ONLY TO SLEEP (2018) ***
by Lawrence Osborne
Hardback published by Hogarth, 2018. 250pp.
ISBN: 978-1-7810-9057-2

Image result for Only to Sleep: A Philip Marlowe NovelBlurb: The year is 1988. The place, Baja California. Private Investigator Philip Marlowe – now in his seventy-second year – has been living out his retirement in the terrace bar of the La Fonda hotel. Sipping margaritas, playing cards, his silver-tipped cane at the ready. When in saunter two men dressed like undertakers. With a case that has his name written all over it.  At last Marlowe is back where he belongs. His mission is to investigate Donald Zinn – supposedly drowned off his yacht, leaving a much younger and now very rich wife. Marlowe’s speciality. But is Zinn actually alive? Are the pair living off the spoils? 

This is the fourth attempt to continue Raymond Chandler’s legacy of private investigator Philip Marlowe. None of these works has come anywhere near to replicating the best of Chandler’s work. First, there were two books by Robert B. Parker – Poodle Springs (1989) and Perchance to Dream (1991) – the former completing an unfinished Chandler manuscript, the latter a disappointing sequel to Chandler’s first Marlowe novel,  The Big Sleep (1939). Then in 2014, John Banville (writing as Benjamin Black) produced The Black-Eyed Blonde, which was a pretty good sequel to Chandler’s masterpiece The Long Goodbye (1953). Now we have Lawrence Osborne’s take on Marlowe with Only to Sleep. Osborne has taken the brave decision to write about an ageing Marlowe, 72-years old here. This gives him the opportunity to introduce even more world-weariness into the character. A physically spent force, Marlowe now needs a cane to help him get around. Coaxed out of retirement to investigate a suspicious insurance claim, Marlowe goes to Mexico to find the truth. The book has a slow, deliberate pace which allows Osborne to share Marlowe’s anachronistic view of the world. However, his observations are merely those of a tired old man and lack the bite of his younger self. That may have been Osborne’s intention, to show how age has dulled Marlowe’s caustic cynicism. But much of the charm of Chandler’s creation is lost in the process. So whilst, as per convention, the story is written in the first person from Marlowe’s point of view, it doesn’t feel like this is the same man that inhabited Chandler’s novels  – or even those of Parker and Black. There is little of the biting wit we expect. The mystery itself is less a mystery and more a manhunt. There is also nothing in the unravelling of the plot elements that will surprise the reader. Osborne does, however, capture the hot, sleazy atmosphere of Mexico in the 1980s, drawing on his own experiences. Taken as a detective story, the writing is good and mercifully the page count is traditionally light and we are left with a competent detective novel, for which the only real distinction is its use of an iconic name to sell it.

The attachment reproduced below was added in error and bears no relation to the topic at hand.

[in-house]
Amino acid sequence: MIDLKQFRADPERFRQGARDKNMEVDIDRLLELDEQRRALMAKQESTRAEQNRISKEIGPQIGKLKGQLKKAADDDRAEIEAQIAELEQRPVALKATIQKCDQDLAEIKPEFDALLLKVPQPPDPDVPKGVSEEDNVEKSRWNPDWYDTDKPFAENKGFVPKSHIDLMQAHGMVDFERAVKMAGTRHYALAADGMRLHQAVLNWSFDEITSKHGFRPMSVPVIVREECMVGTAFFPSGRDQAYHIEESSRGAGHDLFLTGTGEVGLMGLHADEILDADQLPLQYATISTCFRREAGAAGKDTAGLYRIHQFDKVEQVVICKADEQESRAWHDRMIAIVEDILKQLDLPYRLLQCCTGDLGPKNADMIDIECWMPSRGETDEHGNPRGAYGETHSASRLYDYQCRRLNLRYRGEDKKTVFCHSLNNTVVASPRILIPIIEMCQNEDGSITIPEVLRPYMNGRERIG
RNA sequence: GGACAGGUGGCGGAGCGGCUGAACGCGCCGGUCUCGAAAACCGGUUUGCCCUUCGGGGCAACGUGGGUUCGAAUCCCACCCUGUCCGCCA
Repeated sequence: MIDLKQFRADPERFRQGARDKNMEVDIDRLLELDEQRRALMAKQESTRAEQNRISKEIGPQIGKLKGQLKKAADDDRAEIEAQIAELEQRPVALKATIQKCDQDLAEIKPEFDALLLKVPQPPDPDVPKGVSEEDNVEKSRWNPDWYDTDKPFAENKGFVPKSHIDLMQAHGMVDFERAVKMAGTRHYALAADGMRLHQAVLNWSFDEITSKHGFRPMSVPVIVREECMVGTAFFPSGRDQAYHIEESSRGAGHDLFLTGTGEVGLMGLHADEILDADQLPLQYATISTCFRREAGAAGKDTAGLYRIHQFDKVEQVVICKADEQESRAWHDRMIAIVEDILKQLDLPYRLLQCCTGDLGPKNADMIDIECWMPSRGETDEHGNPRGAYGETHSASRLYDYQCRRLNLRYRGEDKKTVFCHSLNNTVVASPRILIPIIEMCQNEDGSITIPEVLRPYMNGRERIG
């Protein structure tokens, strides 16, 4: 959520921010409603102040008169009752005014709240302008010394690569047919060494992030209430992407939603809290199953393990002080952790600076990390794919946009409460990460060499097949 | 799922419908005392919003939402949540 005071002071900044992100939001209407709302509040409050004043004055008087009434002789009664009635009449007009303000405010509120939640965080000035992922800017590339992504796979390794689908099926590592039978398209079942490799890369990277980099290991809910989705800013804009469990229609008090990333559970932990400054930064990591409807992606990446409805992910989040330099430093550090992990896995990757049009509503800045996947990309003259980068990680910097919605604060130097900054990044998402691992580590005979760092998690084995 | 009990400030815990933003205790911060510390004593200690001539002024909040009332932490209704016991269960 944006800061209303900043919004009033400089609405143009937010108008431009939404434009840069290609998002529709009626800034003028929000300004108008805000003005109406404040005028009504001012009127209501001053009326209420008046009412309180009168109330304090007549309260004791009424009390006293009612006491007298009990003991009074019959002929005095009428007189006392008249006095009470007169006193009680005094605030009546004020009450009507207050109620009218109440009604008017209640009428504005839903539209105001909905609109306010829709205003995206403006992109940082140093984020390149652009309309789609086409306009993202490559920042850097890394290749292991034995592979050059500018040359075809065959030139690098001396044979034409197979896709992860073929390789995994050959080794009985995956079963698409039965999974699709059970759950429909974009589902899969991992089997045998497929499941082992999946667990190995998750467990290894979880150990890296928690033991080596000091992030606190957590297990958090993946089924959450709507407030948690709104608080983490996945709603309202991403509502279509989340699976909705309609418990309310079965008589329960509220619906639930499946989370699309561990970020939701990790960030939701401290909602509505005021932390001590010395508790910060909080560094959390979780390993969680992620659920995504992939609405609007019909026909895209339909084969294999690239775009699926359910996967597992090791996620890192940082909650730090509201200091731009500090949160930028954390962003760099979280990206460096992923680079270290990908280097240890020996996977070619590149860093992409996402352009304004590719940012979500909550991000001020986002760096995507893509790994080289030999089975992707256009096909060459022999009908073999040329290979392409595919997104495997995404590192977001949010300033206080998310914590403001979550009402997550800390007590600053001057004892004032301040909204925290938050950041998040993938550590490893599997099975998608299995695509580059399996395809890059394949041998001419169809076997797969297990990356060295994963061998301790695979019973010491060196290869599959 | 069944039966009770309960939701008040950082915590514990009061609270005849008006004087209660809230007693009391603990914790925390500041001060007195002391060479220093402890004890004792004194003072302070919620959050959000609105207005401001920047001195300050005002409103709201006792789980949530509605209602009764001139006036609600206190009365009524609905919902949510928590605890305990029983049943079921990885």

Book Review – WILD FIRE (2018) by Ann Cleeves

WILD FIRE (2018) ***½
by Ann Cleeves
Originally published by Macmillan, 2018.
This edition published by Pan Books, 2019.
ISBN: 978-1-4472-7826-9

Blurb: Drawn in by the reputation of the islands, an English family move to the area, eager to give their autistic son a better life. But when a young nanny’s body is found hanging in the barn of their home, rumours of her affair with the husband begin to spread like wild fire. With suspicion raining down on the family, DI Jimmy Perez is called in to investigate, knowing that it will mean the return to the islands of his on-off lover and boss Willow Reeves, who will run the case. Perez is facing the most disturbing investigation of his career. Is he ready for what is to come?

As  I was watching the latest series of BBC’s excellent Shetland series, I was also reading what is to be the last of the novels the series was based on. From Series 3 the BBC moved away from adapting Ann Cleeves’ novels and into writing original series length stories. That lifted the TV series to the next level by expanding the universe and making the TV version feel less about an isolated community. Cleeves, meanwhile, has finished her series with a novel that is deeply rooted in that community. Themes of a close-knit and suspicious community dealing with an invasion of new residents are explored here. The case is a murder, which in method replicates an earlier suicide by a local man down on his luck, having had to sell his ideal home to a couple of immigrants from England and their family, including their autistic son. Wild Fire is both familiar and entertaining. We know the characters and we know the island very well by now. Cleeves explores her characters by slowing the pace and allowing room for development. Her writing style is descriptive and also looks to explore each of the major protagonist’s viewpoint, making for a fully rounded story that otherwise has the familiar elements of the English crime mystery.

Book Review – HUNTER’S GAMES (2014) by James P. Sumner

HUNTER’S GAMES (2014) ***½
by James P. Sumner
Published by OnlineBookServices.com, 2014
ISBN: 978-1-497-38699-0

BlurbAdrian Hell travels to San Francisco, commissioned to take out a government official who’s found himself on the wrong side of the wrong people. The job goes as planned, but before Adrian can leave the scene, he’s taken into custody by the FBI. Grace Chambers, a straight-talking special agent, asks him to help bring down a terrorist known as The Shark, who’s responsible for several recent attacks on the city. But things aren’t what they seem, and when the truth behind Adrian’s involvement is revealed, so too is the full extent of The Shark’s horrifying plans. Forced into a deadly game of cat and mouse, our unlikely hero goes bullet for bullet with an unseen enemy, as the fate of thousands of innocent people hangs in the balance. With time running out, and the body count rising, Adrian must do whatever it takes to stop his adversary before it’s too late.